Navigating Work-Life Conflict

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    Navigating Work-Life Conflict
    (2018-02) Oelberger, Carrie
    In this video Carrie Oelberger, assistant professor at the Humphrey School of Public Affairs, discusses work-life conflict and the challenge of navigating the boundaries between our personal and work lives. "The more meaningful someone finds their work, the harder it will be for them to erect those boundaries," she says. Rather than placing the burden solely on individuals, Oelberger argues that employers have a responsibility to encourage healthy work practices—especially if there's an existing organizational culture that encourages over-work. "If we're retaining workers that are deeply personally discontented then that has really negative outcomes both for the workers and for the organizations."
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    Retention and Its Discontents: How Ideal Workers with Family Aspirations Navigate Career Decision-Making
    (2018-03-28) Oelberger, Carrie
    Every career decision invites an opportunity to realize – or repress – deeply held desires. Furthermore, modern careers provide recurrent possibilities to engage in these reflections. I examine career decision-making for people who are extremely devoted to work, embracing ideal worker norms, but who also desire a family, what I come to call family aspirations. Using interview and detailed career history data from 82 international aid workers, I analyze how respondents experienced and coped with a clash between their work devotion and their family aspirations. I find that people experience different degrees of turmoil during the decision-making process resulting from their different perceptions of the possibility to realize their family aspirations. This finding suggests that it is not only labor market outcomes that are beset with inequality, but that people differentially experience angst during career decision-making processes. Finally, even after a protracted process of deep reflection, many people nonetheless choose to double down and prioritize work, suggesting that people who fully embrace ideal worker norms tend to fear the loss of purpose it provides in their lives without a highly probable alternative. As such, organizations may paradoxically retain employees who are devoted to work, but personally discontented. The theory of family aspirations offers a novel call for scholars to re-think the concept of work-family conflict, offering contributions to research on work-family, labor market inequalities, and careers.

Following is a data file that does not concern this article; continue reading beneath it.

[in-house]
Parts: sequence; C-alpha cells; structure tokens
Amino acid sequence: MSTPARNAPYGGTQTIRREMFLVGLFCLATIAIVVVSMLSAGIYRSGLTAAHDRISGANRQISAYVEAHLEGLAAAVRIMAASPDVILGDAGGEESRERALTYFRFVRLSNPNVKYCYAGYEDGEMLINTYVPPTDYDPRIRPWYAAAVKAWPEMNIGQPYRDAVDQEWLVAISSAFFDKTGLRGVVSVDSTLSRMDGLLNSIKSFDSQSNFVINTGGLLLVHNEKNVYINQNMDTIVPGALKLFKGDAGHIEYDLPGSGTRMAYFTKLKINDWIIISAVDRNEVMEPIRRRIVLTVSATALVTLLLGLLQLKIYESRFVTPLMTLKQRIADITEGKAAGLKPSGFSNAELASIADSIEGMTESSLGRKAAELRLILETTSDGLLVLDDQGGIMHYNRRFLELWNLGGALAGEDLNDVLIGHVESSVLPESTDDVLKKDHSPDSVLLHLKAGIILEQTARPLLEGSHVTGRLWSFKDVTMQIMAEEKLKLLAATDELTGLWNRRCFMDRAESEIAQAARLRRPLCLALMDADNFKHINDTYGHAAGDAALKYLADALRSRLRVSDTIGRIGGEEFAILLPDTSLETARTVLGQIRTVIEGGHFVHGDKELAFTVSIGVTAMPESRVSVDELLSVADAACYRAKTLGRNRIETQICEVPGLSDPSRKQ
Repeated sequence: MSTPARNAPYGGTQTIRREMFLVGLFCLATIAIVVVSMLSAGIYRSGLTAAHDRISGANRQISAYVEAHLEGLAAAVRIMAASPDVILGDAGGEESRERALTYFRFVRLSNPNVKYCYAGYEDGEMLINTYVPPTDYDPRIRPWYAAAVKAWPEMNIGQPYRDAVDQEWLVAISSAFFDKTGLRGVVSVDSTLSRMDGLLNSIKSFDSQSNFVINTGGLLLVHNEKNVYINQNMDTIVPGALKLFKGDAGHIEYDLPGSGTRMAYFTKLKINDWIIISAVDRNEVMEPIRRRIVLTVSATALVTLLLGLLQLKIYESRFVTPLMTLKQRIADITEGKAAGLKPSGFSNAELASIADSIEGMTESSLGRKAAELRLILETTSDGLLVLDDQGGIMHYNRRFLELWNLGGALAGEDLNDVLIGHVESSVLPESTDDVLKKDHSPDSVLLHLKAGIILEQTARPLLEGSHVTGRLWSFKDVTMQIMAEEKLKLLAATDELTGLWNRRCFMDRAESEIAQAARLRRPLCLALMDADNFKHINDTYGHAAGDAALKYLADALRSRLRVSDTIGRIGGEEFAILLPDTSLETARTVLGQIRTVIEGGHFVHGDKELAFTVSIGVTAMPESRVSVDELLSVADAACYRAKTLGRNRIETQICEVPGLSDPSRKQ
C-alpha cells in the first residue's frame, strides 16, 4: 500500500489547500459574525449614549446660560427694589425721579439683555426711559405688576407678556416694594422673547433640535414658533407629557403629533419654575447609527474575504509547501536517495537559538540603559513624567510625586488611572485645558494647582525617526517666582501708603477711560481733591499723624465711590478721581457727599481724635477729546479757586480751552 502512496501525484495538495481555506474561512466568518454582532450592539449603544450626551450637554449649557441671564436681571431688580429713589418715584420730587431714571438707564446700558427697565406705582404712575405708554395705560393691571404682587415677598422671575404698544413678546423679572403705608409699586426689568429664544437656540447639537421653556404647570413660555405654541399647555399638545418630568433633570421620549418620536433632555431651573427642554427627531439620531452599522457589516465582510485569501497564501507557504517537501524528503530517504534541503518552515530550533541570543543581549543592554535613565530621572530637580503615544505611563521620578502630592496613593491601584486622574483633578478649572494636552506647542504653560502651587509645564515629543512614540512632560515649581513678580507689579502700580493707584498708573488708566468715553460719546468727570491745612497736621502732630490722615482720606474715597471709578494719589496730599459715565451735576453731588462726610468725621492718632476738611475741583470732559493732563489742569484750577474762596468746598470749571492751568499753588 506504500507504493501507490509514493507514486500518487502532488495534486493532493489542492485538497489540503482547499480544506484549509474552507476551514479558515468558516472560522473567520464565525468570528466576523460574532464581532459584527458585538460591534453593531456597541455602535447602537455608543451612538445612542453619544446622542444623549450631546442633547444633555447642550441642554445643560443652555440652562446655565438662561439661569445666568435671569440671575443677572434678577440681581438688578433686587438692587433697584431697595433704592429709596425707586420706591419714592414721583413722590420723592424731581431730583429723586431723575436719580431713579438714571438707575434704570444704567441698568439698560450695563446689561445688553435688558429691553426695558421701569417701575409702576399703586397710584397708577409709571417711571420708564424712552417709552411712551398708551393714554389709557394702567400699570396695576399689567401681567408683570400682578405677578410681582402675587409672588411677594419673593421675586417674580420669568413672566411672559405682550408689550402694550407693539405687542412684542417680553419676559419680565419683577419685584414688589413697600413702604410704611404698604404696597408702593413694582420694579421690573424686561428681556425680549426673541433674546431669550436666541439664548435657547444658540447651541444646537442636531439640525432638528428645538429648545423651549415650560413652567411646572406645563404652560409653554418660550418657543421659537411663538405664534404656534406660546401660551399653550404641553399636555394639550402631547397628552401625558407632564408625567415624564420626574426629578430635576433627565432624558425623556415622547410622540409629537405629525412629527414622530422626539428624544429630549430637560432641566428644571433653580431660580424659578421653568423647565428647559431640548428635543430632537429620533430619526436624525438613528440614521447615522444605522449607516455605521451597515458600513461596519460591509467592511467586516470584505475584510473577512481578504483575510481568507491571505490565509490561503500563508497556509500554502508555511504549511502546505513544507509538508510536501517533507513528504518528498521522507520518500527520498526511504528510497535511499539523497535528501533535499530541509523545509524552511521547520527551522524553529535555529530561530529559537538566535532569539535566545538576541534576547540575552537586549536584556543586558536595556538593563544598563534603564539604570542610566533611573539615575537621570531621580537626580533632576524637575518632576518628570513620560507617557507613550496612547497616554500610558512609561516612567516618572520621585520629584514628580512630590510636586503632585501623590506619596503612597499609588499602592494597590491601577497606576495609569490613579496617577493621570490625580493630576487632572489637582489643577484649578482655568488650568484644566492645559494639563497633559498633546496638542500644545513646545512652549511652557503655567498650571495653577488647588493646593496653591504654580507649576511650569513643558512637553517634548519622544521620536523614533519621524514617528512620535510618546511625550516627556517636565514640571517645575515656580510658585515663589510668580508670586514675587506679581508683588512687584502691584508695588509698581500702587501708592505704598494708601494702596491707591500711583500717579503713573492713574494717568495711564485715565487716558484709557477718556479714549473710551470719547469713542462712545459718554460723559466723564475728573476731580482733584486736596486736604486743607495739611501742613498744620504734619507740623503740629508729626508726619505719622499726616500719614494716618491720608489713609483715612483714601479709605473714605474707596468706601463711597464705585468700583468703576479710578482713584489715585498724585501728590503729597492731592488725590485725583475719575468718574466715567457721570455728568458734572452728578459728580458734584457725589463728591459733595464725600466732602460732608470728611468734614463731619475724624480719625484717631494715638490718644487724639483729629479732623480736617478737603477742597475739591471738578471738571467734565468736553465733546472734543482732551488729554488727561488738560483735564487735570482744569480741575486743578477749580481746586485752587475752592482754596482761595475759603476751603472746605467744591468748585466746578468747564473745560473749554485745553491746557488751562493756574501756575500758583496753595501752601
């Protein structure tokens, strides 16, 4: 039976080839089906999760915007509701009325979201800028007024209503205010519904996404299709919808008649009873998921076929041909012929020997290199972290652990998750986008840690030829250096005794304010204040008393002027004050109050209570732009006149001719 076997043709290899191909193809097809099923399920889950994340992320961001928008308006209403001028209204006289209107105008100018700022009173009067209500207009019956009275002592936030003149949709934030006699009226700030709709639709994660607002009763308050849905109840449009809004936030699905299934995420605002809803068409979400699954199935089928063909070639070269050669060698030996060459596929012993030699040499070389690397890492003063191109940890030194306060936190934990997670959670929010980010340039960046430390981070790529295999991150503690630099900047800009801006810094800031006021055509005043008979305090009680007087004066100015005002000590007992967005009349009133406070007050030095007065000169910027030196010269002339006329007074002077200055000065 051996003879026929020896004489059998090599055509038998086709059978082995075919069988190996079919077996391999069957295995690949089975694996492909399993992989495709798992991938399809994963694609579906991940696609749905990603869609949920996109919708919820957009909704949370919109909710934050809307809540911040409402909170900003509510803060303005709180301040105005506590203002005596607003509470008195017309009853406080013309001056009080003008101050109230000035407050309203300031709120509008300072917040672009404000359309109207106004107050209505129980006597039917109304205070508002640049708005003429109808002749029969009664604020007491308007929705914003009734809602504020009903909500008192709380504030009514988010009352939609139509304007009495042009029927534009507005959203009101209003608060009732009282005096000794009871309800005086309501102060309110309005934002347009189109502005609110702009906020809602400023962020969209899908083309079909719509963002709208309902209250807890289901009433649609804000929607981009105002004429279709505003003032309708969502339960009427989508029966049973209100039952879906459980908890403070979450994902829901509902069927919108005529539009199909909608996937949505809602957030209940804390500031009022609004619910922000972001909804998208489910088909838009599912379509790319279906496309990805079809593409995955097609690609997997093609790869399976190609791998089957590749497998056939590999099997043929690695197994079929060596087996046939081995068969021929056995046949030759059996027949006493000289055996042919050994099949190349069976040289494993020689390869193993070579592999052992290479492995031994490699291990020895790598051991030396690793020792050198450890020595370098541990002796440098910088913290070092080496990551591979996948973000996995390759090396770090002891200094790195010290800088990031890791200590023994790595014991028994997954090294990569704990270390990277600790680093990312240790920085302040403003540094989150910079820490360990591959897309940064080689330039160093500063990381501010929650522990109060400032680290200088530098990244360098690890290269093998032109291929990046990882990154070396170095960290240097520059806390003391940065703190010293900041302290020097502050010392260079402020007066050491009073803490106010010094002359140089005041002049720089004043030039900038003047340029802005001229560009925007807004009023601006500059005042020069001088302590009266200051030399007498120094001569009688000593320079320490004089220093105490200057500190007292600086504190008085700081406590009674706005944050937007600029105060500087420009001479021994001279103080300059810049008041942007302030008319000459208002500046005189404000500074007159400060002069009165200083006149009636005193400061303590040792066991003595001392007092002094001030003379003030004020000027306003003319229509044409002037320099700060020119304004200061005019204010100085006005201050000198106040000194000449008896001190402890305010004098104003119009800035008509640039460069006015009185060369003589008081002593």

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    Tipping the Scales: How Deeply Meaningful Work Increases Work-Relationship Conflict and the Moderating Role of Occupational Value Homophily with Close Others
    (2018-03-08) Oelberger, Carrie
    How is work-relationship conflict experienced by people in deeply meaningful work, those who experience both self-actualization and self-transcendence through work? Drawing upon in-depth interview data with 82 international aid workers, I uncover two distinct mechanisms. First, people who find their work deeply meaningful experience more boundary inhibition around work practices than their colleagues, increasing their absence and unreliability to close others (e.g. spouse, family, friends). However, when close others similarly perceive deeply meaningful work as important – what I call occupational value homophily – it fosters an emotional connection that ameliorates the strain of time-based and trust-based conflict. Conversely, contexts of occupational value heterophily engender an emotional distance that exacerbates the strain of time-based and trust-based conflict, resulting in a torturous situation I call work-relationship turmoil. These findings highlight the crucial roles played by boundary inhibition and relationship context in moderating the experience of work-relationship conflict for those in deeply meaningful work.